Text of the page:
Born Declan Patrick MacManus, Elvis Costello was raised in London and Liverpool, grandson of a trumpet player on the White Star Line and son of a jazz musician who became a successful radio dance band vocalist. Costello went into the family business and had taken the popular music world by storm before he was twenty-four.
Costello continues to add to one of the most intriguing and extensive songbooks of the day. His performances have taken him from a cardboard guitar in his front room to fronting a rock and roll band on your television screen and performing in the world's greatest concert halls in a wild variety of company. Unfaithful Music & Disappearing Ink describes how Costello's career has somehow endured for almost four decades through a combination of dumb luck and animal cunning, even managing the occasional absurd episode of pop stardom.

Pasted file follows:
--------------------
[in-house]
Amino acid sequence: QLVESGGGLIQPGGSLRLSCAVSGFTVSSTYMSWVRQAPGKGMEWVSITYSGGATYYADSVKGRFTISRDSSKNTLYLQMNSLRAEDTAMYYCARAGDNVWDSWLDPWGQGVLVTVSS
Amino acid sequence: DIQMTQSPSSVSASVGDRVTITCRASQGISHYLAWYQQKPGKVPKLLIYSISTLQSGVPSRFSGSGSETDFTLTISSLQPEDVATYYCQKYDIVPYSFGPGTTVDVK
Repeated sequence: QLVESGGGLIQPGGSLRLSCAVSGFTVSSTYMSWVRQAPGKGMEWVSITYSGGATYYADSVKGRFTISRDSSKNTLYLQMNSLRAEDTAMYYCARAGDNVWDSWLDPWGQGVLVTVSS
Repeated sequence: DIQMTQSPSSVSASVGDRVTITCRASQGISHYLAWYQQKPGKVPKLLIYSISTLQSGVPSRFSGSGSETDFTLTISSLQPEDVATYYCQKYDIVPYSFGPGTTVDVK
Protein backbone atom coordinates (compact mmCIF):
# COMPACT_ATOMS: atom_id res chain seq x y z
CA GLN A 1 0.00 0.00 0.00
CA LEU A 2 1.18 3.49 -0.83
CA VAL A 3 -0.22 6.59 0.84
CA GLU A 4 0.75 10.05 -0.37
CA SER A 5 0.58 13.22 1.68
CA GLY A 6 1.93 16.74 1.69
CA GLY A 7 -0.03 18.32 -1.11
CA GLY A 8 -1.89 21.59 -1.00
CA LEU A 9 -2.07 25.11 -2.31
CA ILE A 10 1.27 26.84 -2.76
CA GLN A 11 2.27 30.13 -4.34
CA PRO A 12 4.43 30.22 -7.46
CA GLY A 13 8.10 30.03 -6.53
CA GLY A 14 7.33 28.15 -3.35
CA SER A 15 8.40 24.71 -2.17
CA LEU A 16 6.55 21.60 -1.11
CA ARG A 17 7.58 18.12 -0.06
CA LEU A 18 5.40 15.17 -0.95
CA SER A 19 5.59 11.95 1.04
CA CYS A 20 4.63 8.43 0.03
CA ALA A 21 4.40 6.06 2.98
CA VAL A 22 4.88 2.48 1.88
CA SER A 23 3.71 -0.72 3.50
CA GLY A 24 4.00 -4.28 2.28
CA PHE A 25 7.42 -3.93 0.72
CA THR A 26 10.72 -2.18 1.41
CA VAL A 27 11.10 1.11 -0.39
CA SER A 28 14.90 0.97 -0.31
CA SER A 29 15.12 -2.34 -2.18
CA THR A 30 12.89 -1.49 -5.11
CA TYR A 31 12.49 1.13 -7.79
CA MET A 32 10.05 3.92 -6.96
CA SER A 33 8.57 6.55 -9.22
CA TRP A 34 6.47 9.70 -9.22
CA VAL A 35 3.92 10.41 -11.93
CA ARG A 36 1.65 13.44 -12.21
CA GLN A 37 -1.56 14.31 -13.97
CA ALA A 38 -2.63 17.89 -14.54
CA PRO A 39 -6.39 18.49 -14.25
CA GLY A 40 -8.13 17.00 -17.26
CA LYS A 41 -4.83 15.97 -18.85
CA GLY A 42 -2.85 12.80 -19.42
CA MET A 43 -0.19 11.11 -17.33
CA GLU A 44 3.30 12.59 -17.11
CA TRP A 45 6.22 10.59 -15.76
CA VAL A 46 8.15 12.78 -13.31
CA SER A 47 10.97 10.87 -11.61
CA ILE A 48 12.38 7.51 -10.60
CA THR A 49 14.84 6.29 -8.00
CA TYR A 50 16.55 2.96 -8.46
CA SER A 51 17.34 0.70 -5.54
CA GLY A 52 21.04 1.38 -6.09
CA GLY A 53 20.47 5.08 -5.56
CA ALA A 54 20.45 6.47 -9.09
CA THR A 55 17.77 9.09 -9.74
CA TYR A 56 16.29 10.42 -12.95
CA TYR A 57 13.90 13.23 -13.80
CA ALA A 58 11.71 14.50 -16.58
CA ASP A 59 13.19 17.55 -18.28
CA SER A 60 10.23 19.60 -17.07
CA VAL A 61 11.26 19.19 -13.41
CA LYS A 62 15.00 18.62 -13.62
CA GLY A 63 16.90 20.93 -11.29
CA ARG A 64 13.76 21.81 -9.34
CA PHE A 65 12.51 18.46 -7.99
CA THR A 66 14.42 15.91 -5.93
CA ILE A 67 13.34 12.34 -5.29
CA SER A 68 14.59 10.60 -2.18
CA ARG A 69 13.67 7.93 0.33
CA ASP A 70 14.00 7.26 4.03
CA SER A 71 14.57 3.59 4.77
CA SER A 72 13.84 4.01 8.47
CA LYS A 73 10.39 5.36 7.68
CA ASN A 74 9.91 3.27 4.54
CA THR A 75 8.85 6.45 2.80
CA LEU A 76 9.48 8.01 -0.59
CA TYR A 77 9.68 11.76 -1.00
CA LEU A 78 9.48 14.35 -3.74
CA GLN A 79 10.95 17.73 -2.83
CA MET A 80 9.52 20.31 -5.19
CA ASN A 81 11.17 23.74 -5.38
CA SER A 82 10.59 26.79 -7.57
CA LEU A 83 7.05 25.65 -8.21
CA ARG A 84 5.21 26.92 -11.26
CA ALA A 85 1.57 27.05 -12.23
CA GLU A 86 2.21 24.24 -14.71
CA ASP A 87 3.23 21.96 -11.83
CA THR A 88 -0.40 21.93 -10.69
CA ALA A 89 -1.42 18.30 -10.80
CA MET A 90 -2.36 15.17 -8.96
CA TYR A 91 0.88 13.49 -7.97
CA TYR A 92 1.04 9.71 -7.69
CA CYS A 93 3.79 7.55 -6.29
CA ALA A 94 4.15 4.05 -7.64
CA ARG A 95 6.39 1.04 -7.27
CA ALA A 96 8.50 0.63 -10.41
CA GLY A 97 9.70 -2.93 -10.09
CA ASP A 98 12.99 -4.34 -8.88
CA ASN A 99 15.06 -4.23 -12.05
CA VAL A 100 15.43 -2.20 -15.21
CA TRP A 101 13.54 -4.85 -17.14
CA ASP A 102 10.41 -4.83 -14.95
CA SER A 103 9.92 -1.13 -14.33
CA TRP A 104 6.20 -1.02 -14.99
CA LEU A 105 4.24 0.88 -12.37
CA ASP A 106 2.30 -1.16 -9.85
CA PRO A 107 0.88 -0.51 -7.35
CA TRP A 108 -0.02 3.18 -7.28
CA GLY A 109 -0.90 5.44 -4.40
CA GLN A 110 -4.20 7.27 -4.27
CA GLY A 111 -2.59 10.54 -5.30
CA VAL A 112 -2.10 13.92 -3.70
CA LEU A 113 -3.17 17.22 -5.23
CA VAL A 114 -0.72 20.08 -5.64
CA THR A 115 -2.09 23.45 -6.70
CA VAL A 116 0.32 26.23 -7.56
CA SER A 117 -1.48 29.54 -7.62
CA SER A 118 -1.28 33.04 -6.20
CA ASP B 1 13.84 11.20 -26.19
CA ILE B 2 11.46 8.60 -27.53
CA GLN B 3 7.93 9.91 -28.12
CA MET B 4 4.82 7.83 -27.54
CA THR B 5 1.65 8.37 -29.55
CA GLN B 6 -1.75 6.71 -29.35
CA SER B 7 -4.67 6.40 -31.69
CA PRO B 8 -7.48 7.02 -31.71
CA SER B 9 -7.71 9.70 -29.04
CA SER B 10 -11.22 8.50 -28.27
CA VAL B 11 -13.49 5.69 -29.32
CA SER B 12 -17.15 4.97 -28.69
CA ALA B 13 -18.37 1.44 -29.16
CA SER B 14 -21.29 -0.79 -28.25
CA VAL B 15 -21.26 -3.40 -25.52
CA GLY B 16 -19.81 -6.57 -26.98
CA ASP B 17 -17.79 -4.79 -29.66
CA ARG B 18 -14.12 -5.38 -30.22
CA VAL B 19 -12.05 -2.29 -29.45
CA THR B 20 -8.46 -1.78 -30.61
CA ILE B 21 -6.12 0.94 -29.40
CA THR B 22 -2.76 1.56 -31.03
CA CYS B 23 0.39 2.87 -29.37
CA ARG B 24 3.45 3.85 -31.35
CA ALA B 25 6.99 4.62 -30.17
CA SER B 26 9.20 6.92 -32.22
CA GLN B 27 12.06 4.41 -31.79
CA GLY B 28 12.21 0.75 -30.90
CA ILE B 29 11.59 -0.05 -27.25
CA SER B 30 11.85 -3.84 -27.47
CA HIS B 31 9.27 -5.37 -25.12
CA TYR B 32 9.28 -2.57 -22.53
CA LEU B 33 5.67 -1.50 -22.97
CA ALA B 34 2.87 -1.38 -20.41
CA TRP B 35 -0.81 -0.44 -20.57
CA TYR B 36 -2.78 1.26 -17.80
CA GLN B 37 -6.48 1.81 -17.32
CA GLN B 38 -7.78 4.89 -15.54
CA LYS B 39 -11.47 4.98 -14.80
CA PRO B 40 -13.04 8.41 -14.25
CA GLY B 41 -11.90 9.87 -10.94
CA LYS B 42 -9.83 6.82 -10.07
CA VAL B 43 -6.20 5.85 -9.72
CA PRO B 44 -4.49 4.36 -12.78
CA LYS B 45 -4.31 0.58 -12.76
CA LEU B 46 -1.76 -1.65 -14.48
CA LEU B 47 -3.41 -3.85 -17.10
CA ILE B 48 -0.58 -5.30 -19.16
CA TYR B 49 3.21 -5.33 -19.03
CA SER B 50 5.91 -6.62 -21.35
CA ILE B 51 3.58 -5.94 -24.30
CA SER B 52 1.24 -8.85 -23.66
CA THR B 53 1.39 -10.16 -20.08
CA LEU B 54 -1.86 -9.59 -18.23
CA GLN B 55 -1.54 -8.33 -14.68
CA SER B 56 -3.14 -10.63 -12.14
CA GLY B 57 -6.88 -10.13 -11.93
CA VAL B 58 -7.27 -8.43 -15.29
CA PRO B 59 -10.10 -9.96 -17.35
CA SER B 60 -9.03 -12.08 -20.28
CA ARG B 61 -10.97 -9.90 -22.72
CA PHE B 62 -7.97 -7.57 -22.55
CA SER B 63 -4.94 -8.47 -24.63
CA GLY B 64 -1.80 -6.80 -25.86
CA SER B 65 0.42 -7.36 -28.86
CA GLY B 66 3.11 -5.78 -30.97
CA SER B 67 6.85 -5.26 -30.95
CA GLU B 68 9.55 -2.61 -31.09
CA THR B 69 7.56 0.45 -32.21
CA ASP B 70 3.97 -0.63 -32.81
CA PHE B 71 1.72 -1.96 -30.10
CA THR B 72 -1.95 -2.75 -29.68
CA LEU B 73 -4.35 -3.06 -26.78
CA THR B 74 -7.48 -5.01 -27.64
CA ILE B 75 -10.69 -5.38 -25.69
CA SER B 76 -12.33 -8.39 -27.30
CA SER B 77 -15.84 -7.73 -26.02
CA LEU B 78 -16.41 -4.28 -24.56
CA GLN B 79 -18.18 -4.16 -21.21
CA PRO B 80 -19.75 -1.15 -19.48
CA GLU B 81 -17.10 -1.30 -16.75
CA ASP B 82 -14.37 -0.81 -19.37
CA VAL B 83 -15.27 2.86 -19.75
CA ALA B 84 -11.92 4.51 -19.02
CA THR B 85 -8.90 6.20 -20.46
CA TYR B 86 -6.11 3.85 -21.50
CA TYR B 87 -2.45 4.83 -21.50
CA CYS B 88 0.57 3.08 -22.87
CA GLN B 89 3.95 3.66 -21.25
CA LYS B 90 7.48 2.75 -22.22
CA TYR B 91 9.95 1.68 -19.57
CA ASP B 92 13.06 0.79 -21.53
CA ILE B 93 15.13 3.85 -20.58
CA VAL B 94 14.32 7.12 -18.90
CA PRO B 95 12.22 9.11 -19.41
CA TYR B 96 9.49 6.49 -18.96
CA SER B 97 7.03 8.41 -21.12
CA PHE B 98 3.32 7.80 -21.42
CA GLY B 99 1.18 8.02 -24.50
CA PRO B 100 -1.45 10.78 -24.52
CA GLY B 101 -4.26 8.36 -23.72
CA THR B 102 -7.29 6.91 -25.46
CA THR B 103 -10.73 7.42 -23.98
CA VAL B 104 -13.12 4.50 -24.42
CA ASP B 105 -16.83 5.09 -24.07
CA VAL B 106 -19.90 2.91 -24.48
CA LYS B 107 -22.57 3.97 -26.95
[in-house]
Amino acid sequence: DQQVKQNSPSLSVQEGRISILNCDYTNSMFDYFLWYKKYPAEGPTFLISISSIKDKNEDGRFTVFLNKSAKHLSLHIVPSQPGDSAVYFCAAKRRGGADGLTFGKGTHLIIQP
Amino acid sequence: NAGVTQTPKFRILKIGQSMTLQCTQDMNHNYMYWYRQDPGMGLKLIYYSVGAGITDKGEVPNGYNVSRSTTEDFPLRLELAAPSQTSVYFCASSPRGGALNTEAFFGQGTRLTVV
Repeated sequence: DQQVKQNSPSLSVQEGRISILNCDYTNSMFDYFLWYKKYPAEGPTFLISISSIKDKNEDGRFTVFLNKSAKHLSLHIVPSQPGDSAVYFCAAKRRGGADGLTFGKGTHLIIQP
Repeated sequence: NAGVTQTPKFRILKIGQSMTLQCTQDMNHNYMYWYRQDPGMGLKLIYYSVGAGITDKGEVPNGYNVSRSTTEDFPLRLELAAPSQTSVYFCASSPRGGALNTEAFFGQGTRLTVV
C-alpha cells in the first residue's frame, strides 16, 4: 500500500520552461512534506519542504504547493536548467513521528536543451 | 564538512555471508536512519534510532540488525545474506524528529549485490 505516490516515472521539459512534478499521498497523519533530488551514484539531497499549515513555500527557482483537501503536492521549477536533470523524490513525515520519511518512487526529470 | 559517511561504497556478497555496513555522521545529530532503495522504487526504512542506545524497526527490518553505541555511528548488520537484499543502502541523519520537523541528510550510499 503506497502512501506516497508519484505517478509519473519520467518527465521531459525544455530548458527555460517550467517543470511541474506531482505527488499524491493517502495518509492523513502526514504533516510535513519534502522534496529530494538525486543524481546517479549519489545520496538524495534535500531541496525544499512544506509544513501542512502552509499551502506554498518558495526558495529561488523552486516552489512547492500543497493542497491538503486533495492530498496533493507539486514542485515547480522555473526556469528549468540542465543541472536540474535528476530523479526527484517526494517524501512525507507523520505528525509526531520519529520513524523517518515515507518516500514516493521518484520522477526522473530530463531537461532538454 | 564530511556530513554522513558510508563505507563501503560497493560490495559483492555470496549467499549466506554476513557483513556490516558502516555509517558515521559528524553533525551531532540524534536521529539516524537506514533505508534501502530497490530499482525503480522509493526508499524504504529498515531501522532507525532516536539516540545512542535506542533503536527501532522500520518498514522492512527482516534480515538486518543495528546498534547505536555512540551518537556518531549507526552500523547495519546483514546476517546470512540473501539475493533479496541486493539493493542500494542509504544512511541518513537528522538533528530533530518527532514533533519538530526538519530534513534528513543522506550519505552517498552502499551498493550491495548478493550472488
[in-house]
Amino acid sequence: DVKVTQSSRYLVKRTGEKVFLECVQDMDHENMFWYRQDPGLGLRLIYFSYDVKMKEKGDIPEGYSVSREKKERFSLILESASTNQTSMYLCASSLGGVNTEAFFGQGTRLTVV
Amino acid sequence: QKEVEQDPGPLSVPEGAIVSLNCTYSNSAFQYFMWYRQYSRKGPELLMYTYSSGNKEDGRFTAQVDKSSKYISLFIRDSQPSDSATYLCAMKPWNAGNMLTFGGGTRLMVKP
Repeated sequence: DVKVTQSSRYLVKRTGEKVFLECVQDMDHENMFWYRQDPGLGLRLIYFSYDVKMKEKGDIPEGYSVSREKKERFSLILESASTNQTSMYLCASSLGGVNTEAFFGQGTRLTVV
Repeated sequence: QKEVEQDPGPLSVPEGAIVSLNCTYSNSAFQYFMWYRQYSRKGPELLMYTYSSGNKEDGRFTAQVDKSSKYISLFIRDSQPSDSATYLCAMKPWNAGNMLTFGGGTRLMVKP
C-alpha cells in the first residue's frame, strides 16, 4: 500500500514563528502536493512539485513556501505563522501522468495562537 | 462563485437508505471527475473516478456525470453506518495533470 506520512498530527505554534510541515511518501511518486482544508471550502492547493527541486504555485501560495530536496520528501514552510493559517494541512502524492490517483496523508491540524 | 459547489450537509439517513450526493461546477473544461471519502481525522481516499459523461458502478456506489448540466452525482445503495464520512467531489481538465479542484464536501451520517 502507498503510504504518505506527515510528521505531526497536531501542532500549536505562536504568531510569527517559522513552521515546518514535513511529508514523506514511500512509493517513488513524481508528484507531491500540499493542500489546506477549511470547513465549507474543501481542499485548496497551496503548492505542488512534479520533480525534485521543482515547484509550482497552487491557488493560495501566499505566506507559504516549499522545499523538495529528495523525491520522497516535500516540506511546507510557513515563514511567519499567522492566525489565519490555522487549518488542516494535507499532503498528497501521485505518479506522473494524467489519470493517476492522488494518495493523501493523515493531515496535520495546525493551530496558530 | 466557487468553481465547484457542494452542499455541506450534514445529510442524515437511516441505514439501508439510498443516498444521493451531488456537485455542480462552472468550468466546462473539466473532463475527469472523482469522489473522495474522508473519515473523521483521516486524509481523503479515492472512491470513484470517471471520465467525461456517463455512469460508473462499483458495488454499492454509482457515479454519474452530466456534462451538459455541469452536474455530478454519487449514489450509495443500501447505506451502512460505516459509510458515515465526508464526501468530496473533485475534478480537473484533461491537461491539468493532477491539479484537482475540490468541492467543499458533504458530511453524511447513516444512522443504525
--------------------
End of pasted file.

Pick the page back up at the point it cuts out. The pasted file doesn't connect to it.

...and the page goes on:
The memoir, written entirely by Costello himself, offers his unique view of his unlikely and sometimes comical rise to international success, with diversions through the previously undocumented emotional foundations of some of his best known songs and the hits of tomorrow. The book contains many stories and observations about his renowned co-writers and co-conspirators, though Costello also pauses along the way for considerations on the less appealing side of infamy.
In conversation with Dan Kois, Slate's culture editor and a contributing writer to the New York Times Magazine.
Costello is a Grammy Award-winning musician whose career spans almost four decades. A Prolific singer-songwriter, Costello has released several critically acclaimed albums, and in 2003 was inducted into the Rock and Roll Hall of Fame.
Dan Kois is Slate's culture editor, co-host of Mom and Dad Are Fighting, and a contributing writer to the New York Times Magazine.